After our timber frame was assembled, we decided to finish the box with more modern construction methods. We added additional framing to the sides, added OSB for the walls, added some 2″ foam board insulation, added some rafters, added a metal roof and called it a day.
It actually wasn’t that simple because Jesse took this as an opportunity to practice some additional constructions methods he had floating around in his head. After all… how often do we get to build miniature houses? Not very!
First, Jesse did some reading from an ancient book (published in the early 1900s by Sears… this might be a more modern one but hard to tell based on the description or lack of) on the framing square. He learned that there is more to this square than meets the eye and that it can be used for complex measurements. Using this square he was able to figure out how to create rafter seats, proper angles for the rafters and more.
Jesse also wanted to try making a boxed eave so that the box really looked tidy rather than quickly thrown together. This was worth the effort as it was a skill we should probably know and it really helped to seal up our box and make it somewhat airtight. This process wasn’t incredibly straightforward, so it took some researching as well as some trial and error to get it right. In the end, Jesse feels a lot better about eave construction.
Don’t worry… we left a vent in the roof so that the box and our solar power batteries can breathe.
Value of Small Timber Fame Projects
We stress this again and again on our blog because many people ask us on a daily basis “Why haven’t you started building your house yet?” and the answer has been that we don’t have enough experience under our belts. But we’re getting there and plan to get down to business this spring.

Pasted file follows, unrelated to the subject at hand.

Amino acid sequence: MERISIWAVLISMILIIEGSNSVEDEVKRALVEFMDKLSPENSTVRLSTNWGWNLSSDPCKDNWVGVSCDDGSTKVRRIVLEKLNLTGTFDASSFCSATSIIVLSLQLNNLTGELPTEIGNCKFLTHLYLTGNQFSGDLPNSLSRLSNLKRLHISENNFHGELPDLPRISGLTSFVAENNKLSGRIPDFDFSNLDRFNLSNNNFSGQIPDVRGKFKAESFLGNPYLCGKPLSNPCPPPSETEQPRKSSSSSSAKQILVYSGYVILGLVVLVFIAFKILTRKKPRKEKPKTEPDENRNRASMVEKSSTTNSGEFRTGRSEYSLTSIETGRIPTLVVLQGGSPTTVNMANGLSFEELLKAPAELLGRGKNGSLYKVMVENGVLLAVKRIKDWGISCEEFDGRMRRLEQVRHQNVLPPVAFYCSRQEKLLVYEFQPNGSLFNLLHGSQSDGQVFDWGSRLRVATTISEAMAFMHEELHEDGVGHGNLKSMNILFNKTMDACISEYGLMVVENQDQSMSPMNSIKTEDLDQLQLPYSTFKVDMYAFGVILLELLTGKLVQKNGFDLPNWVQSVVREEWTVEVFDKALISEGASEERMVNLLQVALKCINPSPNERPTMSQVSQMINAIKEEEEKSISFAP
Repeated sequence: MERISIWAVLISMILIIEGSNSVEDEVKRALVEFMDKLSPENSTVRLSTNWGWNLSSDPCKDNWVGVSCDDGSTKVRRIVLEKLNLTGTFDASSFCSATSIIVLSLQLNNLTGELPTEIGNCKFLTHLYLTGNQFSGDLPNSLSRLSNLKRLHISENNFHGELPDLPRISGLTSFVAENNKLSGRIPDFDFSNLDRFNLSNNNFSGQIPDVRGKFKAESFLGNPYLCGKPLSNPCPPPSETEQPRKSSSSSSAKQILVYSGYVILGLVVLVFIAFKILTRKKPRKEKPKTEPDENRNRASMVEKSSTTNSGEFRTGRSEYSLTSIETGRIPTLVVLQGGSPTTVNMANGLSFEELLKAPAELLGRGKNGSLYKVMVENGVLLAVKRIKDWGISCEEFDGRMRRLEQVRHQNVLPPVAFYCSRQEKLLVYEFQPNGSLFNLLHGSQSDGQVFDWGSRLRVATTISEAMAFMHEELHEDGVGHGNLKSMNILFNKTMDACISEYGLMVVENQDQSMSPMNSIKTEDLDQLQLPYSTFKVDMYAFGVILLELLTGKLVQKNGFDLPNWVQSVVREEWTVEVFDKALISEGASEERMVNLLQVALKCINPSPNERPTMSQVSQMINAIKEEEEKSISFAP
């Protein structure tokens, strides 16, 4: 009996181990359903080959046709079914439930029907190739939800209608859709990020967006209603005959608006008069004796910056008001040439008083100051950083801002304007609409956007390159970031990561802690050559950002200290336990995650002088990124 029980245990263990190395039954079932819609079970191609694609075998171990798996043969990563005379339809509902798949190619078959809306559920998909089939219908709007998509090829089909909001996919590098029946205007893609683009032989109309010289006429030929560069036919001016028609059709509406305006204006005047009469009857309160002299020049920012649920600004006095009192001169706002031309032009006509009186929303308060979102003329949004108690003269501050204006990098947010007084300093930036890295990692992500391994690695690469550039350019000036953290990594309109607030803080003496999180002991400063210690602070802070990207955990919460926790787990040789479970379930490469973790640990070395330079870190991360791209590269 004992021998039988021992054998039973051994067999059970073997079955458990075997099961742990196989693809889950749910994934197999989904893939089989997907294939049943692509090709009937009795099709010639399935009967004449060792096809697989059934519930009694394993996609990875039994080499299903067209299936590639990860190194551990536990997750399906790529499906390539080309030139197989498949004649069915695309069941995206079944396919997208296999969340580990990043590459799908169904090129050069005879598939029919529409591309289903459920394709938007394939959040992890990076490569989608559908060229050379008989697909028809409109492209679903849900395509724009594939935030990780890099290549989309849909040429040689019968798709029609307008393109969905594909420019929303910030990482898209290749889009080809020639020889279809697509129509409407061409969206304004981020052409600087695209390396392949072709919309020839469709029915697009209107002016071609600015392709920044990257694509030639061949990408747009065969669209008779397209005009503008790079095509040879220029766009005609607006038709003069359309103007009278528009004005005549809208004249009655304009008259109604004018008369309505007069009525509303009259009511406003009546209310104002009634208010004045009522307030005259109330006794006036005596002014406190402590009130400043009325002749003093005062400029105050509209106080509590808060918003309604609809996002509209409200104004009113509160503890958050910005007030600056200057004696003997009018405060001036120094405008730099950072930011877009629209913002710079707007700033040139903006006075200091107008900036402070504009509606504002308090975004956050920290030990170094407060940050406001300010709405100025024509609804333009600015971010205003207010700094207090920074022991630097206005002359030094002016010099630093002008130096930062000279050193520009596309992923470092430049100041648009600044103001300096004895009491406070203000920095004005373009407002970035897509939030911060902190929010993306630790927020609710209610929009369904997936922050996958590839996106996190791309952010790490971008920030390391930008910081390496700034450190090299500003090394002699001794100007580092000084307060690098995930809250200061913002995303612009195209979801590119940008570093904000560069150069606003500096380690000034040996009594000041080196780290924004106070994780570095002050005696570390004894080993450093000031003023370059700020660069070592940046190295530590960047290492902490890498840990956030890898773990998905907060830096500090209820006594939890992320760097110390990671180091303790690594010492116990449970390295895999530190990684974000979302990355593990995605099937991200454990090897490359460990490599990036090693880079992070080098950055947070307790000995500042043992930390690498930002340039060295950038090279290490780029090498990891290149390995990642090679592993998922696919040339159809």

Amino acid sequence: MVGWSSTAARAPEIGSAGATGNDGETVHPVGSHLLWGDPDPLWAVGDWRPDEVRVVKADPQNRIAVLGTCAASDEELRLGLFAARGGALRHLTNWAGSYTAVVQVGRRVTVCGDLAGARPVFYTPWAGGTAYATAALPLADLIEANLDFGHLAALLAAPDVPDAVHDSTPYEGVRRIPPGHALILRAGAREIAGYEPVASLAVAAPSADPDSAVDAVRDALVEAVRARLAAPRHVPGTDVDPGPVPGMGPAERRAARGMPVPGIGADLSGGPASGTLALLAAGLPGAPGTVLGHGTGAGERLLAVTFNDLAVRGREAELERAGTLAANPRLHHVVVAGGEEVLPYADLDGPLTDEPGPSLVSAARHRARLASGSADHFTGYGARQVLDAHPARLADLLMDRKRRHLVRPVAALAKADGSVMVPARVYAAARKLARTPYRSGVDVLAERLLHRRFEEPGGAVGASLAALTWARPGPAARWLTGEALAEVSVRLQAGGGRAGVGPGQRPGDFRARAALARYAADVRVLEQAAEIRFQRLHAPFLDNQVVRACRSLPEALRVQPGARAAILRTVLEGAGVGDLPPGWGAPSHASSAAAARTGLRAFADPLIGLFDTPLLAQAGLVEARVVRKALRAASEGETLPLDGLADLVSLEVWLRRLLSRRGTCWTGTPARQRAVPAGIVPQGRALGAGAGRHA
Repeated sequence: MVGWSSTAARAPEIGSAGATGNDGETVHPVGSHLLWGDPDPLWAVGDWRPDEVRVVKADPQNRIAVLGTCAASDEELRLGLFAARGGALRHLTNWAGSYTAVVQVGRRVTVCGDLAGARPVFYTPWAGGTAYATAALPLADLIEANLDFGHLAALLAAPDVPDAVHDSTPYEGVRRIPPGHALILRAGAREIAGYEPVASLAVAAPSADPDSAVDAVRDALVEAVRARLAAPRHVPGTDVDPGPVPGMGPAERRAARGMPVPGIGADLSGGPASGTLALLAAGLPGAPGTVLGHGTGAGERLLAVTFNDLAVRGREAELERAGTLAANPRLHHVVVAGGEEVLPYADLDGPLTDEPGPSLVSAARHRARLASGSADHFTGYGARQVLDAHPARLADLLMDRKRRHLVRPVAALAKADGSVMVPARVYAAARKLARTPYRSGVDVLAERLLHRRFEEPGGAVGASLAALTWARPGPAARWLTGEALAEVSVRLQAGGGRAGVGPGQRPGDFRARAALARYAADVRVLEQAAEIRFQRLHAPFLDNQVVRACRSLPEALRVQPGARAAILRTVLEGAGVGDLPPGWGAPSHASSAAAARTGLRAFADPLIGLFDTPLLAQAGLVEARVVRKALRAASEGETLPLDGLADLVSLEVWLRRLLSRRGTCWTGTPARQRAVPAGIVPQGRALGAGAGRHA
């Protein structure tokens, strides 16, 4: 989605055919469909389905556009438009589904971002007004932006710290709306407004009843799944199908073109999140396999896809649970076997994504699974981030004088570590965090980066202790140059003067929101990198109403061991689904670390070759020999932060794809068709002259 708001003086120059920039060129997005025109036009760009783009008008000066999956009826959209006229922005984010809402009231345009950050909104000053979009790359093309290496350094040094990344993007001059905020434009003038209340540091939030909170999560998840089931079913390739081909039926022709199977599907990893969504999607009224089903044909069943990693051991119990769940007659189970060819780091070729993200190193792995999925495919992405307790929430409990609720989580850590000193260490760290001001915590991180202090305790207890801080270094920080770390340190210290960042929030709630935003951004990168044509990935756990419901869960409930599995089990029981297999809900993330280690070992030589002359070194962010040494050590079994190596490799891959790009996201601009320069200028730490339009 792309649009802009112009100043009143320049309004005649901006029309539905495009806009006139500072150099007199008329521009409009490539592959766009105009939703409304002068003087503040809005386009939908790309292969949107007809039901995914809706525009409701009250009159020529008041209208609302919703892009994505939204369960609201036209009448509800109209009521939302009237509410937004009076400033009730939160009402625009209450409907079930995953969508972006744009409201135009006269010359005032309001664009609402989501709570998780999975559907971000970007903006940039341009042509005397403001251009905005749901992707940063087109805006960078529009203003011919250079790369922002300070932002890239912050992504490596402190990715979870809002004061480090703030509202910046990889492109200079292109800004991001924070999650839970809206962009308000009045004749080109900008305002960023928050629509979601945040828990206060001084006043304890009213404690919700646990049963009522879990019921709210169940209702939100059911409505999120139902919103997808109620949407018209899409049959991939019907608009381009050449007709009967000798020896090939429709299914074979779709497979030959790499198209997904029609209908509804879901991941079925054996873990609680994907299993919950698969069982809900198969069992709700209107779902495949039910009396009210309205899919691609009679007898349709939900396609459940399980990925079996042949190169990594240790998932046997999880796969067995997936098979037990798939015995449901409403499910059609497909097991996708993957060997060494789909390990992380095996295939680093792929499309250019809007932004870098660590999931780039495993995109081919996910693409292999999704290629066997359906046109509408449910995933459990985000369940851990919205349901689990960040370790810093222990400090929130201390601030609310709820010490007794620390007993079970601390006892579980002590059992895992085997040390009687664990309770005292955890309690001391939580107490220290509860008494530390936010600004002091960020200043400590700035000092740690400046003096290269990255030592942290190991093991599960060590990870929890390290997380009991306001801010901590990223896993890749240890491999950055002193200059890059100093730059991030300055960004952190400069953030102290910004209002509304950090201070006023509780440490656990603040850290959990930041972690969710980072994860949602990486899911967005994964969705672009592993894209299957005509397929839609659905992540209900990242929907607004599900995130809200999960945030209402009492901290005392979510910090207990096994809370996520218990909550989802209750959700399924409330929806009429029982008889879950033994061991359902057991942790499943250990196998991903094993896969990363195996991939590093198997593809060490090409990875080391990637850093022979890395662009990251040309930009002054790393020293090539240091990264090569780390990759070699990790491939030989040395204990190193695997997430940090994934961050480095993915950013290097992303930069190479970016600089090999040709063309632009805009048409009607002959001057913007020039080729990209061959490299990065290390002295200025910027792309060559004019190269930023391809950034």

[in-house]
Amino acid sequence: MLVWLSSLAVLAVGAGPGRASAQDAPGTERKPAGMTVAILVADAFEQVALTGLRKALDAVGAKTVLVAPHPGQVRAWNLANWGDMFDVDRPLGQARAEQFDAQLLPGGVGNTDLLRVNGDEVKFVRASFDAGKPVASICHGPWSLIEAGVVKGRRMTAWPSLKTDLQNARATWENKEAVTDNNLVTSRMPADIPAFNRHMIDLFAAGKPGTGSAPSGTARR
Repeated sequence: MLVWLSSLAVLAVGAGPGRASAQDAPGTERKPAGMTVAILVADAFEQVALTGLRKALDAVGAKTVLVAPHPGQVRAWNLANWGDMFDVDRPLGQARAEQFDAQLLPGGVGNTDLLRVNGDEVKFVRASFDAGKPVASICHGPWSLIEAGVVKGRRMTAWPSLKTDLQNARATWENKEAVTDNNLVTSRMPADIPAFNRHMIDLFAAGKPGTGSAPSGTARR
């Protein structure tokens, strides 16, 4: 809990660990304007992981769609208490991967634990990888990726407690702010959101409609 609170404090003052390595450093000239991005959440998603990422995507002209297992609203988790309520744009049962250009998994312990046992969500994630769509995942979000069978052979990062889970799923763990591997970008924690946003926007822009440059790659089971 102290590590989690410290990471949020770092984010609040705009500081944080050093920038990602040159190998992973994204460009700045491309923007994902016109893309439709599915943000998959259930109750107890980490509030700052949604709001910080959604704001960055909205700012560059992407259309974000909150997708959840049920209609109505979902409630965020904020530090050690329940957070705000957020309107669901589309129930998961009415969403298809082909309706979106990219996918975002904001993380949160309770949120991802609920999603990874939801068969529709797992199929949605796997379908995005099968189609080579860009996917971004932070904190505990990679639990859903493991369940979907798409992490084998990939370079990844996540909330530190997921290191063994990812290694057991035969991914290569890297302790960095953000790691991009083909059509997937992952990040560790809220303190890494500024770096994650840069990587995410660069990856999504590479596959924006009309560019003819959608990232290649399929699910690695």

With every small project we take on, we learn and get to practice THAT many more skills that will help us with “the big build”, and with every project we find more and more flow with working together. That’s one reason why we built a hot tub and deck before a house.
For timber framing specially, there is even more to learn. Joinery is just one portion of timber framing. We also spent a bit of time fine-tuning our tree felling methods, fine tune how we turn tree sections from the forest into usable lumber, and even how to mill up the sides of a timber with a mini chainsaw mill. Constructing a timber frame is yet another skill set, one we have just a little more practicing doing by putting together this timber frame battery box!
Our Hopeful Next Timber Frame Project: A Model House
We haven’t talked about it much on the blog, but we’re in the process of finalizing our house plans and hoping to send them over to an an engineering firm that specializes in timber structures within the next couple of months. Then, we’re still hoping we can create a mini timber frame of our house with 1×1″ sticks, and hopefully that will be another chance to practice joinery on a micro-level. We’re hoping this will educate us even more as to how our timber frame house will come together, only we can practice with timbers that don’t need cranes to be lifted!
Have you ever practiced with timber frame construction? If so, what types of projects have you worked on? Have you seen any cool timber frame projects on the web? Let us know in the comments below!